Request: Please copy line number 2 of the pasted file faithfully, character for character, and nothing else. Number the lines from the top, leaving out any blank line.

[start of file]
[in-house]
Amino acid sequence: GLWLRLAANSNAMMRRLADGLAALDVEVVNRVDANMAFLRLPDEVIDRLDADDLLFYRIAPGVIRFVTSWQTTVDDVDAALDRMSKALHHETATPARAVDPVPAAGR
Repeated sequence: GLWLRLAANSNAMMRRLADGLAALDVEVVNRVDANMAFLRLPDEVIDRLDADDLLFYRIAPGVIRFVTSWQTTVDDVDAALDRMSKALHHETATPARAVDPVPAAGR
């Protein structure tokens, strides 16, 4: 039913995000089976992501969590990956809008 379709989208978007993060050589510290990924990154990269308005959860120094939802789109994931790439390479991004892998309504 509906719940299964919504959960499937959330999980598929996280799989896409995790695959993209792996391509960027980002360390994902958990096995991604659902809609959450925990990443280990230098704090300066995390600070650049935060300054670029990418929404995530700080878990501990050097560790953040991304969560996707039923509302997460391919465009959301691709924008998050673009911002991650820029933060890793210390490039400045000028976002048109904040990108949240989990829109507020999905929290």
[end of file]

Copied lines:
Amino acid sequence: GLWLRLAANSNAMMRRLADGLAALDVEVVNRVDANMAFLRLPDEVIDRLDADDLLFYRIAPGVIRFVTSWQTTVDDVDAALDRMSKALHHETATPARAVDPVPAAGR